Is Lowell, Massachusetts, during the annual Folk Festival. After class yesterday afternoon, I made the pilgrimage to Lowell, not yet knowing it was a pilgrimage, and spent the warm afternoon blissed out on music, sun, good vibes, and food. I felt completely in love with the whole world, and in particular, the musicians. I was grinning at them like such an idiot.
All of downtown Lowell, a pretty old mill city, is blocked off to traffic, and 6 stages play folk music from around the globe for 2 days straight. Admission is free--that's right, all the first-class world music you wish to absorb completely free of charge (unless you count the reasonable $10 parking). The streets are filled with stalls selling every kind of ethnic food you could want. There are crafts, too, but I know my priorities: music and food.
First, I ate a samosa while listening to the Lonesome River Band, whose music is fiddlin', foot-stompin', virtuoso banjo-pickin', harmonizin', Appalachian awesomeness. When their set was over, I called my parents to wish them well on their trip. (Message they left me Friday night: "We can't join you for the Lowell Fair. We have to pack for our trip to Bermuda at our friends' timeshare." I love that they're enjoying their retirement.) I chatted with them while standing in line for Greek food.
Then I ate my souvlaki while enjoying the dramatic sounds of Portuguese Fado music. Once I finished my souvlaki and began feeling annoyed with the woman who had wedged herself in between me and the wall of a building, dripping ice cream in hand, I wandered over to the Official Stuff tent, where I found a festival program/map and purchased a Lonesome River Band CD. Reading the program, I discovered that Penpa Tsering would be playing his traditional Tibetan music at another stage in 10 minutes. A second chance! Penpa played at our Sand Mandala Festival in May, but I was too worn out from folding and fryerlatoring endless dumplings to stay for the performance. I wandered through the hot streets thronged with grinning people gentled by music to the St. Anne's Churchyard Stage. My last few steps were steeped in the sounds of Tibetan chimes and overtoning. Then I saw the rapt crowd, silent, gazing at the man clad in traditional costume with long, glossy black hair, who was the source of this mesmerizing music. I fell completely in love with Penpa Tsering. The smile! The sweet dances he does during the traditional Tibetan guitar songs! The soaringness of his flute playing!
After my 45-minute musical meditation, I knew it was time to find the Dance Pavillion. I had no idea who or what Puerto Plata was, but I knew that was where I had to go next. I found some nocciola (hazelnut) gelato at one booth and treated myself to a little scoop. By now, I was completely blissed out, between the gelato, the music, the love, man, the love, and the sunshine. I briefly felt sad that no one had chosen to join me for this festival, but then I felt like every single other person present was my best friend. I was there with everyone! (I swear, I wasn't smoking anything at all.)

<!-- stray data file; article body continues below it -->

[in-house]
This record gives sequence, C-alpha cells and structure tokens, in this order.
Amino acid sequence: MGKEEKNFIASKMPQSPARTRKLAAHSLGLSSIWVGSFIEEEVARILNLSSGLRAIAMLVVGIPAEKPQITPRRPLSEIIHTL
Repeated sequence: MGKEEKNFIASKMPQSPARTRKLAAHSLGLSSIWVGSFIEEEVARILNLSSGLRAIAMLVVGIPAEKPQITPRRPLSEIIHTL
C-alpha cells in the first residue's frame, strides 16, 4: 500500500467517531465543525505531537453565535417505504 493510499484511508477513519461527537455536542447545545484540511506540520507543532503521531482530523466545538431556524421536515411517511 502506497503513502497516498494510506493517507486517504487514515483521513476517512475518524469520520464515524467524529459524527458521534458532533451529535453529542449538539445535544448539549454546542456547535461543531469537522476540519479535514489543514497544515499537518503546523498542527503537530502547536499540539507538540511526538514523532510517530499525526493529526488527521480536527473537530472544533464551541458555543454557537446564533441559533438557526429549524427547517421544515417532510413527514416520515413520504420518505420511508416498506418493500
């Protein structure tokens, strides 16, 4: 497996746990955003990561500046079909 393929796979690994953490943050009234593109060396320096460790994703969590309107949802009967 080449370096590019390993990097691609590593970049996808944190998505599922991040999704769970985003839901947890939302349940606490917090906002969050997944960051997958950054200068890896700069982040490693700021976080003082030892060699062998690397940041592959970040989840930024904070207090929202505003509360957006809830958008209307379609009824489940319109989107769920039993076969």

I walked through the sprinklers to cool off. The Dance Pavillion was tricky to find, tucked at a far end of the festival so that its raucous tunes wouldn't overwhelm the other performances. At the end of a long line of ethnic food booths (including Laotian and Thai, and yes, I was curious, but no, I did not have any more room in my belly) was a gigantic tent from which was emanating the most booty-shakin', joyous, Dominican guitar music anyone could ever hope for. I made my way into the tent, off to the side of the stage. The biggest dance floor I have ever seen was packed with throngs of happy, dancing people. I mean, this dance floor was taking up the better part of a parking lot. I stood off to the side, again gazing at the musicians in rapt wonder. Puerto Plata, it turns out, is a super-cool old Dominican musician. He's so cool. He is the coolest cat I have ever seen. You know how some people are just cool? He makes them look warm. He wore tan pants and a bright blue shirt with something like a pheonix or a dragon on the back, glasses, a cap. He danced. But in a cool way. Soon I was dancing, too. It couldn't be helped. By the time the band cranked out "Guantanamera," I was helplessly dancing.
I left before they finished the set, gauging that I was more hot and tired than I realized. I wandered past a Chinese dragon dance (thrilling and loud) back to the CD table where, sun affecting my brain, I bought 3 more CDs. (They had two Puerto Plata CDs. How was I to choose?)
I slept for 12 hours last night.
The Russians are STILL Coming
1 week ago